President Trump celebrated the death of Abu Bakr Baghdadi as he has other major events of his presidency — with grievances, partisan jabs and confounding statements and tweets.
Even Democrats acknowledged that a president battling an impeachment probe and bipartisan criticism for pulling U.S. troops out of northern Syria got a much-needed win that could help his 2020 reelection campaign.
“Unfortunately, it’s very good for Trump because it kind of credentials him at a time when his profile on foreign policy and national security has taken a major hit,” said Celinda Lake, a Democratic pollster who is advising former Vice President Joe Biden’s presidential campaign.
Yet a win for Trump never comes without complications. Trump’s vivid description on Sunday of Baghdadi “whimpering and crying and screaming” was undermined Monday when Gen. Mark A. Milley, chairman of the Joint Chief of Staff, told a Pentagon news conference that he could not confirm those details and did not “know the source” of Trump’s information.
Defense Secretary Mark Esper had already thrown cold water on Trump’s account on Sunday, declining to confirm it in a televised interview.
Trump said he might release some video of the Special Forces raid that led the elusive leader of Islamic State to blow up a suicide vest in a tunnel rather than surrender. The Pentagon had aerial surveillance of the site, but it’s not known if U.S. forces wore body cameras that offered additional video.
Trump also tweeted a photo of the military K-9 dog that the White House said had chased Baghdadi into the tunnel. The Pentagon refused to release the dog’s name, saying it was classified because the animal was still on duty in the war zone.
Trump appeared undaunted by criticisms of his rhetoric — or of the loud boos and chants to “Lock him up!” that he received while attending the World Series game Sunday night in Washington — boasting that Baghdadi was “dead as a doornail” and attacking his predecessors in the White House.
“He should have been killed years ago,” Trump told a conference of police chiefs in Chicago. “Another president should’ve gotten him.”
Trump’s campaign sent text messages and emails to supporters that took a similar tone — mixing cheers for the the accomplishment with longstanding complaints that Trump is under unfair attack from the media.
Politicians often use current events to raise money or build supporter networks. But Trump broke with tradition by quickly slamming his political opponents, a tactic more likely to please ardent supporters than win converts.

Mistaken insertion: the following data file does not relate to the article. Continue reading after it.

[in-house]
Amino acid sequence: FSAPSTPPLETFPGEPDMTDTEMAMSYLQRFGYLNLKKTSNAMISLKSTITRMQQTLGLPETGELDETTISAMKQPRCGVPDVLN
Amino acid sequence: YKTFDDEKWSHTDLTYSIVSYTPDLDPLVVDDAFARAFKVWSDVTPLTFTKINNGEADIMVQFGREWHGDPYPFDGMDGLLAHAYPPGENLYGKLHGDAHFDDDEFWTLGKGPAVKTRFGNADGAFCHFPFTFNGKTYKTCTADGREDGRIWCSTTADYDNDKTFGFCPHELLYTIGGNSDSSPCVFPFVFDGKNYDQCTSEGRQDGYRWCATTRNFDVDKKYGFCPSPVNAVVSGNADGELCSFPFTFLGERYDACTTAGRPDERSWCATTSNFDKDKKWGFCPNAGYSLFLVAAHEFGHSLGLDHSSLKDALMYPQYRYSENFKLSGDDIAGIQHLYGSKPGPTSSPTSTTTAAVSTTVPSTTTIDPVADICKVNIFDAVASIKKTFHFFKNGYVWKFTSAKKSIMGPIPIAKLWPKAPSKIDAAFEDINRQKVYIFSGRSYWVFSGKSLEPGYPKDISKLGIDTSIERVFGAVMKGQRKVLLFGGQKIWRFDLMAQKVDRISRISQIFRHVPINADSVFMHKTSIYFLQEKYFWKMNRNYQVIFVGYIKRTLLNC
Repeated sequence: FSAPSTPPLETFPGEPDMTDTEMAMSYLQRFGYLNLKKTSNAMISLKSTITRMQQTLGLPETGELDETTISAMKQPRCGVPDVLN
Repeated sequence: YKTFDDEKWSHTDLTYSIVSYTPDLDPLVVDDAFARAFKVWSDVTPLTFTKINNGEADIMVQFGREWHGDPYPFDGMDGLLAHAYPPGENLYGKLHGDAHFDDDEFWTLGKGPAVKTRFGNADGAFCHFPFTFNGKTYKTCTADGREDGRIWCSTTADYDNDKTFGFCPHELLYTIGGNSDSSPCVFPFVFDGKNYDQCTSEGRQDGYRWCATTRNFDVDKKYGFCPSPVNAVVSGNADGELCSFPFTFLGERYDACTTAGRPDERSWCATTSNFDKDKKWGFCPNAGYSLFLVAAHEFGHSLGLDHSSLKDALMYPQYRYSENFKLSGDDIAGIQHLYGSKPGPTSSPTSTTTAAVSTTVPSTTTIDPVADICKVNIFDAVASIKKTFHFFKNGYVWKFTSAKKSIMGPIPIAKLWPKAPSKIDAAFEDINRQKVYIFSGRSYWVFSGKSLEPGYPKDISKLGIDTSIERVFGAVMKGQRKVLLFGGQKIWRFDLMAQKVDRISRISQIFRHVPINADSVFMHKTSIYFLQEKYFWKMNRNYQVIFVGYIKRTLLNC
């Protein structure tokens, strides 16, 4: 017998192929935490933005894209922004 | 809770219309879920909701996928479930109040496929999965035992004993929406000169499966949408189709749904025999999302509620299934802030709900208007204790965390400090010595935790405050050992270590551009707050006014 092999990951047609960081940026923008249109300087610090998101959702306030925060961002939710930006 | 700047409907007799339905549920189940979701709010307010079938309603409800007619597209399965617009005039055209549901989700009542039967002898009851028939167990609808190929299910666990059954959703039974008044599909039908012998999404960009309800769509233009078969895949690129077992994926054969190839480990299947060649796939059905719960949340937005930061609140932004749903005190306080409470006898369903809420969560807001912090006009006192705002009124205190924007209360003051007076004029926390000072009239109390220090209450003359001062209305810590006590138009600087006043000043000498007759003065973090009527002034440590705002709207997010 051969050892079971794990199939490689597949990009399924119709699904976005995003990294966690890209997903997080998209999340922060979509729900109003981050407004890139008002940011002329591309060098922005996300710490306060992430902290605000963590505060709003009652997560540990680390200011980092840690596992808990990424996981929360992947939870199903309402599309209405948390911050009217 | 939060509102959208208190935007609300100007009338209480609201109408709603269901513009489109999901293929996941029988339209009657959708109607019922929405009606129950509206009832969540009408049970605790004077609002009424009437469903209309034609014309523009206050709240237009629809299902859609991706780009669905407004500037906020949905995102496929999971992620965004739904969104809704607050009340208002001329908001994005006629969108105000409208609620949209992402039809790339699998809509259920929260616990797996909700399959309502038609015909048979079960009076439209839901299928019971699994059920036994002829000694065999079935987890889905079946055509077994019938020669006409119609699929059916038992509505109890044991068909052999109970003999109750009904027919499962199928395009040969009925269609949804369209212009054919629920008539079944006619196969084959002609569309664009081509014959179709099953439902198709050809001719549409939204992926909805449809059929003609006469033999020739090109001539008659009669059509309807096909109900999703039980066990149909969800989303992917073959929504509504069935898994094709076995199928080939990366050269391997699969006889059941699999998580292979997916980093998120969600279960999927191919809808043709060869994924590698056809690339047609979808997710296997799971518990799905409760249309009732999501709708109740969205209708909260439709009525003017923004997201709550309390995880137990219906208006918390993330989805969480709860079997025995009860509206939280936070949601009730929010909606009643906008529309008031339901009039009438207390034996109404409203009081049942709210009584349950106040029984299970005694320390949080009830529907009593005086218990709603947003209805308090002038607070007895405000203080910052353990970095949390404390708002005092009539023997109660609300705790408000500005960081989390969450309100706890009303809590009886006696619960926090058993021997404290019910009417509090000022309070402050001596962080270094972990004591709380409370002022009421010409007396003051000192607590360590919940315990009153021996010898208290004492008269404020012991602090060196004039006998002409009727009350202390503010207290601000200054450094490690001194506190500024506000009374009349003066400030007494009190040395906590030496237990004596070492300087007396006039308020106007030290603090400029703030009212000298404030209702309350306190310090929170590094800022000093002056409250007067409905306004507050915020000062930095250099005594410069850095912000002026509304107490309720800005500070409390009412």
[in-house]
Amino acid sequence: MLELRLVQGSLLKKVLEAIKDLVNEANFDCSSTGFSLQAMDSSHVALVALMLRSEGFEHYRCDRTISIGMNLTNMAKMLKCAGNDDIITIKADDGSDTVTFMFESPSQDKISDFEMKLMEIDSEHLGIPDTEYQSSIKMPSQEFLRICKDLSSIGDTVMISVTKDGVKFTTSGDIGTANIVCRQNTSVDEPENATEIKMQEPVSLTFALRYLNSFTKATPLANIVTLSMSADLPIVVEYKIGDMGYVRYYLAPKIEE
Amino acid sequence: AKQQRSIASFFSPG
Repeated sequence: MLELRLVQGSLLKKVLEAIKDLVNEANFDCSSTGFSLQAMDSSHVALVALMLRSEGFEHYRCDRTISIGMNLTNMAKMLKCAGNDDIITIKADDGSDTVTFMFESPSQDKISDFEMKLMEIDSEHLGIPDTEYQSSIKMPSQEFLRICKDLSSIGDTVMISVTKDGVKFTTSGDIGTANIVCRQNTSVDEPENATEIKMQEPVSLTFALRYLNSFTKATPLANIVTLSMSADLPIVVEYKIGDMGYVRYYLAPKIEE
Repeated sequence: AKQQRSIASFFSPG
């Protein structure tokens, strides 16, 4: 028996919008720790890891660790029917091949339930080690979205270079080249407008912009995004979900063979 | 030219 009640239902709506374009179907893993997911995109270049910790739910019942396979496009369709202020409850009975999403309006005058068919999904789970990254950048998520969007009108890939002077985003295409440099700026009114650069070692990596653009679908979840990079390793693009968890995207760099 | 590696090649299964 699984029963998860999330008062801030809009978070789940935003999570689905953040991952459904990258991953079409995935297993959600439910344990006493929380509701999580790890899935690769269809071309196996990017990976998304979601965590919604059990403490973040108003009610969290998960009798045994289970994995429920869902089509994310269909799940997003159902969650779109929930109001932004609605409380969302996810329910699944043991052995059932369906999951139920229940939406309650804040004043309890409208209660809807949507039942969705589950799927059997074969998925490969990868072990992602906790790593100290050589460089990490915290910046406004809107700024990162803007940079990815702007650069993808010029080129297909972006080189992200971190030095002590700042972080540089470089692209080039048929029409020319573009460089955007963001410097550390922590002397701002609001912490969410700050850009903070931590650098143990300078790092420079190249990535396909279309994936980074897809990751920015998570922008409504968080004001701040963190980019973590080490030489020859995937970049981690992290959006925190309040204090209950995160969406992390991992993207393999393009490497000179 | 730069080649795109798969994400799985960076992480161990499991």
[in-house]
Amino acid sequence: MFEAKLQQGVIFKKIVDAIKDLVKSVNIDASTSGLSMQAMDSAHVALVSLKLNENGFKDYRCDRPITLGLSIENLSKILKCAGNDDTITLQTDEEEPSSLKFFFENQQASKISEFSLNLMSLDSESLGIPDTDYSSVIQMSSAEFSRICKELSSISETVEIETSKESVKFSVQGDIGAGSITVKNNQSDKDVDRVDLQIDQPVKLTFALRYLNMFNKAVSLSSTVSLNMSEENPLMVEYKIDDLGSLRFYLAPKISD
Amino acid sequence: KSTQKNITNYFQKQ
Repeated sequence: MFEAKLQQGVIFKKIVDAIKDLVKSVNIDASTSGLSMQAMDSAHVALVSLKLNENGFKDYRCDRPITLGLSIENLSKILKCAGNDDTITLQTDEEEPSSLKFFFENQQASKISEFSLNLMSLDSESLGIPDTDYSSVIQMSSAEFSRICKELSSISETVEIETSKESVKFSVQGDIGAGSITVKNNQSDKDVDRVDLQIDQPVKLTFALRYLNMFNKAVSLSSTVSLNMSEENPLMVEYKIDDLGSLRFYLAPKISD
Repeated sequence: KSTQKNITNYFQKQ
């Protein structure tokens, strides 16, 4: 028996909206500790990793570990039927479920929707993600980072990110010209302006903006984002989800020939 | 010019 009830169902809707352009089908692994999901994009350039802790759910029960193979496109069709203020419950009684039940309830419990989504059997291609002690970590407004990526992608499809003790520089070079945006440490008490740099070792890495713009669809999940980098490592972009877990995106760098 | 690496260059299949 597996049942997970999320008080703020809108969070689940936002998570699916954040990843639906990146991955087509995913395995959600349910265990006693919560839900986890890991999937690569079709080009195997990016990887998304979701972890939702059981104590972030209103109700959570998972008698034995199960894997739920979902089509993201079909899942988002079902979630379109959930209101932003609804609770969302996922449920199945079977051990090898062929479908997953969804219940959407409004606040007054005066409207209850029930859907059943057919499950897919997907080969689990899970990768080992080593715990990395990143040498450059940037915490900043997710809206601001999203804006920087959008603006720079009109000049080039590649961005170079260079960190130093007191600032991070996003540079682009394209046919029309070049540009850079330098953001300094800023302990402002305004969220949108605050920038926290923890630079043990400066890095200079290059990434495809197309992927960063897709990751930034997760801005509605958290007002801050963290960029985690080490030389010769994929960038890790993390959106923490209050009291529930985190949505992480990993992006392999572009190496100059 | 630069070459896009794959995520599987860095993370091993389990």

“This is something that a president can use to unify people and build support for his national security agenda, but it’s generally done in somewhat of a subdued way,” said Ryan Williams, a Republican consultant.
Williams, an aide on Mitt Romney’s 2012 presidential campaign, recalled that President Obama delivered a solemn address in May 2011 after a CIA-led team covertly entered Pakistan to kill Osama bin Laden.
Though Trump is eager to claim credit for the Baghdadi mission, he refused to give Obama credit for taking out Bin Laden, the mastermind of the Sept. 11 attacks.
“Stop congratulating Obama for killing Bin Laden. The Navy Seals killed Bin Laden,” he tweeted during a 2012 presidential debate after Romney gave Obama kudos.
In a statement Monday, Biden called the Baghdadi mission a “win for American national security” and praised Trump for giving it the go-ahead.
“But as more details of the raid emerge, it’s clear that this victory was not due to Donald Trump’s leadership,” Biden said. “It happened despite his ineptitude as commander in chief.”
A senior State Department official said the Pentagon had accelerated the mission because of the “chaotic situation” that followed Trump’s abrupt decision this month to withdraw U.S. troops from northern Syria, abandoning U.S.-backed Kurds in the area.
The political impact of the Baghdadi raid could shift over time.
Democrats cited Bin Laden’s death frequently during the 2012 campaign, claiming “Bin Laden is dead and General Motors is alive” to highlight Obama’s top foreign and domestic accomplishments, including rescuing the automobile industry after the 2008 recession.
Polls showed Obama got a bounce in his approval ratings, but it disappeared in a few months.
Charlie Cook, editor of the nonpartisan Cook Political Report, predicted a similar outcome for Trump, arguing that his core support seldom shifts, for good news or bad.
“If 4.2 percent GDP growth in the 2nd quarter of 2017 and 50-year lows in unemployment don’t help him much, this probably won’t,” he said in an email.
Yet Lake, the Biden pollster, argued that Obama was helped in the long run — and Trump may be as well — even if polls don’t reflect a clear bump.
For Obama, the Bin Laden raid helped assuage doubts among conservative and male voters who tend to view African American, female and Democratic candidates less favorably on foreign policy and defense, she said.
For Trump, the Baghdadi mission could prevent defections from independent voters concerned about his lackluster foreign policy record, including his battles with European allies, his failures to nail down accords with China and North Korea and his abandonment of U.S. military allies in Syria.
Trump now has a response to those criticisms.
“To me, it’s more of an influence and with the whole building block of things rather than a direct hit,” Lake said. “And those building blocks are rearranged here.”
Times staff writer Tracy Wilkinson contributed to this report.